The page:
The others in the photo excel in certain areas (the Parker loves high gain, the JM w/P90s loves gritty/sleazy mid-gain, etc.), but the Starcaster covers everything well, excelling most where neck-pickups are supposed to excel, but covering everything else (but sleazy bridge bits) as well as or almost as well as anything else. The only thing I might do to improve it would be putting a WRHB-sized PAF-type pickup in the bridge (but it’s either good enough as is, or I’m simply lazy… but that’s my only gripe with it… working on the electronics is tougher with this one than it’s ever been with any other semi-hollow I’ve had). I’m also afraid if I drop a bridge PAF-type in, I might lose it’s wonderful middle-position tones. And, truth be told, a few pedal or amp eq tweaks is all that’s needed to get her bridge PUP where I want it.

Overall, she’s a keeper. Her sweet, smooth voice and her wonderful feel (she sits and feels Goldilocks-perfect in every scenario, as if she were built specifically to match my body) are addictive.

I have to find an original 70s Starcaster to compare her against, just to make sure, but I doubt that she’ll compare unfavorably.
My Boutique Built 2004 Frankinstein Guitar Works Creation is one of the most versatile guitars I have ever owned. Individually Coil Tapped ,Push Pull Vol/Tone,NOS 70's Bill Lawrence LS-500's Wrapped in a 3/8" Bookmatched AAA Flamed Maple Cap and Back,Sandwiching Wedges of Western Red Cedar whilst creating a 50% hollow see thru body.Set Birdseye/Flamed Maple Neck with Slab Rosewood Fretboard and Jumbo N/S Frets,Held in tune by Sperzel Tuners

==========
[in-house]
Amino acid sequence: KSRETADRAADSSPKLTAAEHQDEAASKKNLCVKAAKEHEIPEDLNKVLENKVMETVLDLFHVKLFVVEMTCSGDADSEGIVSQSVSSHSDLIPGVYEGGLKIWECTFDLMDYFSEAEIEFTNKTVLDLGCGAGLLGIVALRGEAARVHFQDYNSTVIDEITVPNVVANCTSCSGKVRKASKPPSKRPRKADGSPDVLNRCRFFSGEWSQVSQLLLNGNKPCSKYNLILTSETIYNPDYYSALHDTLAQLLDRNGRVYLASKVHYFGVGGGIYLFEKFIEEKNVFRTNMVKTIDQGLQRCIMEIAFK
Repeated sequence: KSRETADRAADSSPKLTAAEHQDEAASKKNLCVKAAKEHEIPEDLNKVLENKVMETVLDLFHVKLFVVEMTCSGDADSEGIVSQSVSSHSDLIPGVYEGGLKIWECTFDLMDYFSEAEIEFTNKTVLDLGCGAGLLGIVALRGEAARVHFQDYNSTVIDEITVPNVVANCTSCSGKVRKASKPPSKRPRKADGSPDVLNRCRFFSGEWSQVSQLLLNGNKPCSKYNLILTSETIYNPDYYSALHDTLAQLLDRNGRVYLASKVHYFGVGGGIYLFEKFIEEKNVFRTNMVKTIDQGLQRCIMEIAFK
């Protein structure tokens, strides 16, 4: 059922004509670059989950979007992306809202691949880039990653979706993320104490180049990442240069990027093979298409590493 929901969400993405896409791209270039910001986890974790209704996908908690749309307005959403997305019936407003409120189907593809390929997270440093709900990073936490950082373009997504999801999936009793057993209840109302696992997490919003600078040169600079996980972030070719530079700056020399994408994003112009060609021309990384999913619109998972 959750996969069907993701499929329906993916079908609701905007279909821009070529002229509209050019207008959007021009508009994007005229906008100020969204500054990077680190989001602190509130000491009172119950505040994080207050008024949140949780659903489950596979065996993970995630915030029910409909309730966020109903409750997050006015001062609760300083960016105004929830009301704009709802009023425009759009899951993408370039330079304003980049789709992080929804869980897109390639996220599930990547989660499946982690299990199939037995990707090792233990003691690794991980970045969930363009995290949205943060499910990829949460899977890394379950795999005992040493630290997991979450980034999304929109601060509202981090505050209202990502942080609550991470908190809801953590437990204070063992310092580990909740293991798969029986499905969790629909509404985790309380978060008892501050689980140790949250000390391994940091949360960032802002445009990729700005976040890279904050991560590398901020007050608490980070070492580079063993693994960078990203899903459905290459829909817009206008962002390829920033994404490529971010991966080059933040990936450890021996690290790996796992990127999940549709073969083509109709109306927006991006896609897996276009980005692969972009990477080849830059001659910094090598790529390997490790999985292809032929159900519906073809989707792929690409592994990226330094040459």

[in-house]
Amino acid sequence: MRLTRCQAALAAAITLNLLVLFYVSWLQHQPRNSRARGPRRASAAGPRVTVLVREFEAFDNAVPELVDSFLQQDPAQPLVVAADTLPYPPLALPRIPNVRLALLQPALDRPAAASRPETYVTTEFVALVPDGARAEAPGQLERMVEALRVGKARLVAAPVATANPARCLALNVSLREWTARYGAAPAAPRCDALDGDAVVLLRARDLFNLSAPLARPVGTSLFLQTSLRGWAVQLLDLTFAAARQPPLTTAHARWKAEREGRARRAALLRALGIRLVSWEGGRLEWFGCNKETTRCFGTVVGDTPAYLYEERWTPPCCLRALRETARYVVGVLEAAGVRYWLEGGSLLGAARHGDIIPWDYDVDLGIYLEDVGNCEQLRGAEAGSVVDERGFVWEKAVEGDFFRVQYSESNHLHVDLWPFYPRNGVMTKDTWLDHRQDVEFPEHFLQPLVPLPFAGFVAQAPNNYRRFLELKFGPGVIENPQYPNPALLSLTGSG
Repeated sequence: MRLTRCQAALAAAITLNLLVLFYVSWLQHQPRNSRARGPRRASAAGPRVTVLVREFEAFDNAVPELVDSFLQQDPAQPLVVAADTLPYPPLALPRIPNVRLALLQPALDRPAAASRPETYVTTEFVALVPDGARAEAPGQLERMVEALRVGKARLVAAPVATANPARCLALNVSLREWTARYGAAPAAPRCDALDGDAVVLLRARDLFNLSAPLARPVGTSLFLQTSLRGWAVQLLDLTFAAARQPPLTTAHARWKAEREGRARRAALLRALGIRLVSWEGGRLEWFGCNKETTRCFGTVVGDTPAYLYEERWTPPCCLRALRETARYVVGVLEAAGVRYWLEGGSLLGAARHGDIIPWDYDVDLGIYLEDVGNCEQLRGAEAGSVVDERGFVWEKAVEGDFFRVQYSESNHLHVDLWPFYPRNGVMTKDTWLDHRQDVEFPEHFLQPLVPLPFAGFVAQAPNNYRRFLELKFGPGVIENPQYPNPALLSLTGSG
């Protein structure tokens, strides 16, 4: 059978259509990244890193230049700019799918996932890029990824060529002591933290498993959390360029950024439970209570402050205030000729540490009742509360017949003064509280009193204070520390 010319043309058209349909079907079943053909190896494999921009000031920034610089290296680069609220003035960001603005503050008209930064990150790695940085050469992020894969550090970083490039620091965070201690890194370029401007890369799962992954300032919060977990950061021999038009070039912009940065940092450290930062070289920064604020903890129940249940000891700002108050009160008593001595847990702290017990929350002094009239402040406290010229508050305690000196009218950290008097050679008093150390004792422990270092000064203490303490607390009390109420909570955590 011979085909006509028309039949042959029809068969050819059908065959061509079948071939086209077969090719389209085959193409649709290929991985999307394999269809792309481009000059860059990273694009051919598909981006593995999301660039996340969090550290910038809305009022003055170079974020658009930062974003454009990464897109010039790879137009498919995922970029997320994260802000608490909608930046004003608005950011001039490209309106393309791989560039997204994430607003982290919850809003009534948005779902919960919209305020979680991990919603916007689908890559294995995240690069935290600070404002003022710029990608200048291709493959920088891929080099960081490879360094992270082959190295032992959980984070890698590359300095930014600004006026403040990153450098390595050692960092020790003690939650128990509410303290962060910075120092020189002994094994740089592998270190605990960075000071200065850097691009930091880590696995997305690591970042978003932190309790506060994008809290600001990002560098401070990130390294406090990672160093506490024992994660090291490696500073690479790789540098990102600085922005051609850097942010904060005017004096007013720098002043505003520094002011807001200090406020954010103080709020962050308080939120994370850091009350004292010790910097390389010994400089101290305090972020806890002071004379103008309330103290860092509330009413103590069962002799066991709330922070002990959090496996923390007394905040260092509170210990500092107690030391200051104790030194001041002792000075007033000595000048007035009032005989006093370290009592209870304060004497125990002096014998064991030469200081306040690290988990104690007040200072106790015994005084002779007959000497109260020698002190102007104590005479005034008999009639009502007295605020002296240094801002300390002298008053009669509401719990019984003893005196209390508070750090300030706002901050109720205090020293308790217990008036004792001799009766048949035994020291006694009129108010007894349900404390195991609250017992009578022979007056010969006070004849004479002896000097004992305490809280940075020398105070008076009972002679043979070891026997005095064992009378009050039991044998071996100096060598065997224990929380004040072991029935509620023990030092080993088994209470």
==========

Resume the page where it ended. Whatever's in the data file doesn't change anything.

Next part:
Epiphone Nighthawk. JB with split at the bridge, some odd single coil in the middle, mini humbucker with split at the neck. Five way switch brings the quack. Longer than Gibson scale length lends some twang. Rosewood board for a soft touch. Also cheap and cheerful so I don’t care where I take it. I guess they’re a little too odd looking to be popular.
Another member of the ssh contingent checking in.

If I want "do it all," I grab this. Great humbucking and split sounds. Might mod it so I can get the middle by itself.
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If I want "do most of it," I grab the silo special w/ piezo I've had for almost 20 years. I'm trying some new pickups, but will likely go back to the Jb and antiquity texas strat hots I had in it forever. Rock, funk, jazzish, "acoustic," whatever, I've probably played it with this guitar.

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I used to play in a big band with a repertoire ranging from Sidney Bechet or Benny Goodman to Joe Zawinul and Queen (with overdriven guitar solos). After trying different things (ES-125, Tele, Gretsch, Heritage H535, H530, D’Angelico EX-SS….) I ended up settling with this Gibson ES-275.


I’m normally more of an ES-125/175 or even acoustic (archtop, manouche, nylon) kind of guy, but for that specific job the 275 worked best for me.
PRS SE Custom 24 Floyd.
  • 24 Frets that are easily accessible all the way up the neck.
  • Floyd has been replaced with Graph Tech LB6 Floyd with piezo pickups and an Acoustiphonic preamp.
  • Piezo pickups processed with a tone matched Kemper Profile to a 6 string or 12 string acoustic.
  • Lead pickup changed for a DiMarzio Super Distortion.
  • Rhythm pickup changed for a Sustainiac for instant feedback or endless sustain on demand.
  • Inexpensive and easily replaceable.
  • Very good action.
I have three, that's the same as one, right?

A decent lighter weight les paul or LP special (look away purists, I think a special is a better guitar, but it doesn't have the same perceived quality) with paf type pickups. Brand doesn't matter, it just needs to be straight and the pickups, pots and tuners all need to be good stuff.

A strat - no special conditions other than not being 6 pounds or 11 pounds

A tele with the four way switch

I haven't performed live in 25 years, so I don't have too much thought about pickups, but I guess noiseless pickups for live would be better.